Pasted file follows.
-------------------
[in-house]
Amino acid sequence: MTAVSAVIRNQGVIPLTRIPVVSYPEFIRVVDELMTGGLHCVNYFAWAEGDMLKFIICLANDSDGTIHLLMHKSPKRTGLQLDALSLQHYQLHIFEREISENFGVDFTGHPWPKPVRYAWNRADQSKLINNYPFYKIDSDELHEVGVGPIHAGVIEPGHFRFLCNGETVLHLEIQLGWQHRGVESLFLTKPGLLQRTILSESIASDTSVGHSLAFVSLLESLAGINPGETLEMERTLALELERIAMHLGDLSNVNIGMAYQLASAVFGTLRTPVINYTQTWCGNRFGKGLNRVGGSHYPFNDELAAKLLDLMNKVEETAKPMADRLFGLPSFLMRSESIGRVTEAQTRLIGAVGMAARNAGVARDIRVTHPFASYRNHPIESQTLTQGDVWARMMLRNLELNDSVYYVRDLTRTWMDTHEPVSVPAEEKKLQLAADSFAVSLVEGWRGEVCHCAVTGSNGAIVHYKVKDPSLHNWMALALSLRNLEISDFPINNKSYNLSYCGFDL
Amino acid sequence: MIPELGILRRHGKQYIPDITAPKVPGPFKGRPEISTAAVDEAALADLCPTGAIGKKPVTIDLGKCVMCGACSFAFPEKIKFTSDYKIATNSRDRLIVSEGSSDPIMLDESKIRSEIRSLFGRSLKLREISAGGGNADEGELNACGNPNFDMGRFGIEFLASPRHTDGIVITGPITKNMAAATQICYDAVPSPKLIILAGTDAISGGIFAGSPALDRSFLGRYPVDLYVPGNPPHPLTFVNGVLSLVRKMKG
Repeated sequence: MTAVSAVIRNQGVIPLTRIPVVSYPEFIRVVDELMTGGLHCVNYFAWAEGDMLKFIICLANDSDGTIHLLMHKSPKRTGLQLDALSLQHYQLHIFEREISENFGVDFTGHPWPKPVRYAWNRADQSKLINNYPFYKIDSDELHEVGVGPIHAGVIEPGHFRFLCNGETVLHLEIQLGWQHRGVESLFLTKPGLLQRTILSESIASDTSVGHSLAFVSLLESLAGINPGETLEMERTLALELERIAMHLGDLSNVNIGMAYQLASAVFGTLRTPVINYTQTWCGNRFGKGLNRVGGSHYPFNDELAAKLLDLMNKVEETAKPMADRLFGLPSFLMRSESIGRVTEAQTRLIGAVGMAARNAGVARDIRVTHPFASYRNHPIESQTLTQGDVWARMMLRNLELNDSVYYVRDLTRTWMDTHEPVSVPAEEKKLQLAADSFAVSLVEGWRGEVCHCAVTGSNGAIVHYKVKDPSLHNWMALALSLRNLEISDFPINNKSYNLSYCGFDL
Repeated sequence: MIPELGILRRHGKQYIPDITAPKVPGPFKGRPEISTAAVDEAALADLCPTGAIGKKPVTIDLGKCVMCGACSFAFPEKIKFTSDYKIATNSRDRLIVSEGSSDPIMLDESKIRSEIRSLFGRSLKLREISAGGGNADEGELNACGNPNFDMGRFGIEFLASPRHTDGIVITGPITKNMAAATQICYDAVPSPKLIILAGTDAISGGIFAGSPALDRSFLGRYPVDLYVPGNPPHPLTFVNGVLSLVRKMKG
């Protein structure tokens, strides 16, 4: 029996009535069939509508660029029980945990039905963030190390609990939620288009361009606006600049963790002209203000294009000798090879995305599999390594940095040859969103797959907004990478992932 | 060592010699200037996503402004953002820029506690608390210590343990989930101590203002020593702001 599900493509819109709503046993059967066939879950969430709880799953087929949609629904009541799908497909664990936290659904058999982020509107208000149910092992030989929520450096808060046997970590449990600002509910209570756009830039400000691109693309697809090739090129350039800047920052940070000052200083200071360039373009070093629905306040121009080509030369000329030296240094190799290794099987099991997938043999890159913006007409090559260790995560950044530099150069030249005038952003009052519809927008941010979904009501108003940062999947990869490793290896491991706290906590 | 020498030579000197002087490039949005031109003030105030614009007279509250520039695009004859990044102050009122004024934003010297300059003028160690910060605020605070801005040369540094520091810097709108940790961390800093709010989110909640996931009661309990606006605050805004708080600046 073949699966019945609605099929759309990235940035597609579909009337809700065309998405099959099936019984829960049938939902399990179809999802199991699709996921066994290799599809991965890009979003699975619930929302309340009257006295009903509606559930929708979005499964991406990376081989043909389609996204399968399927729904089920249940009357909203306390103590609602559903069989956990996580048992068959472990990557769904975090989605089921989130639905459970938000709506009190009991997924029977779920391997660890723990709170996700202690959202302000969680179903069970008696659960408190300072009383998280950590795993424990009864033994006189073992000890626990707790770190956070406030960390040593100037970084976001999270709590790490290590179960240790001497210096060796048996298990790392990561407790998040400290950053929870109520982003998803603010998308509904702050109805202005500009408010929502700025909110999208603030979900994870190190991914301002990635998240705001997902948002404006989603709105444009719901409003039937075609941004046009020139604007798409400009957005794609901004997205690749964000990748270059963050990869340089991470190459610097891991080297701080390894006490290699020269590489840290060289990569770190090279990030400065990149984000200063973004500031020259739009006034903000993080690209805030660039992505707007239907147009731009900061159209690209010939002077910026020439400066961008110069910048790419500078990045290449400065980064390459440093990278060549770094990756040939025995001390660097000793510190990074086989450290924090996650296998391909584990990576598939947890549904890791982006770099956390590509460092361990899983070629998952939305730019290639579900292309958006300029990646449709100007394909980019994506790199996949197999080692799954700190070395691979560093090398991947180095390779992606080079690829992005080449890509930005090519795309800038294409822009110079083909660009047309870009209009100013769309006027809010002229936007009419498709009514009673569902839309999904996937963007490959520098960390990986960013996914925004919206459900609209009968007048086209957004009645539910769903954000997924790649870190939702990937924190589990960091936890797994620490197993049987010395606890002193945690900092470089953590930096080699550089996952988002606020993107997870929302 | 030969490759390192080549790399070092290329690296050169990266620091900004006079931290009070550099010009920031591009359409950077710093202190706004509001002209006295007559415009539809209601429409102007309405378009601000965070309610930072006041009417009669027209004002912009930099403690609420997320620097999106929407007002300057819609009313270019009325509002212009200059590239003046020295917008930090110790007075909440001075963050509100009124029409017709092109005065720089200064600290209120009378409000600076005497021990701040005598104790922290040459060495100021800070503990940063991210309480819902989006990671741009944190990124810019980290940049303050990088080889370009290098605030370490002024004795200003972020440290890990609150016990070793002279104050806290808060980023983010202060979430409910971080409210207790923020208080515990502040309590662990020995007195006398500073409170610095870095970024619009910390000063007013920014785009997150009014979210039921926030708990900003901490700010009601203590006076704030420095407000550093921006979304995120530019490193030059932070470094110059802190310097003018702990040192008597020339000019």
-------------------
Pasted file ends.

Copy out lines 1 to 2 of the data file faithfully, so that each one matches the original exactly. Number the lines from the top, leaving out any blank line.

[in-house]
Amino acid sequence: MTAVSAVIRNQGVIPLTRIPVVSYPEFIRVVDELMTGGLHCVNYFAWAEGDMLKFIICLANDSDGTIHLLMHKSPKRTGLQLDALSLQHYQLHIFEREISENFGVDFTGHPWPKPVRYAWNRADQSKLINNYPFYKIDSDELHEVGVGPIHAGVIEPGHFRFLCNGETVLHLEIQLGWQHRGVESLFLTKPGLLQRTILSESIASDTSVGHSLAFVSLLESLAGINPGETLEMERTLALELERIAMHLGDLSNVNIGMAYQLASAVFGTLRTPVINYTQTWCGNRFGKGLNRVGGSHYPFNDELAAKLLDLMNKVEETAKPMADRLFGLPSFLMRSESIGRVTEAQTRLIGAVGMAARNAGVARDIRVTHPFASYRNHPIESQTLTQGDVWARMMLRNLELNDSVYYVRDLTRTWMDTHEPVSVPAEEKKLQLAADSFAVSLVEGWRGEVCHCAVTGSNGAIVHYKVKDPSLHNWMALALSLRNLEISDFPINNKSYNLSYCGFDL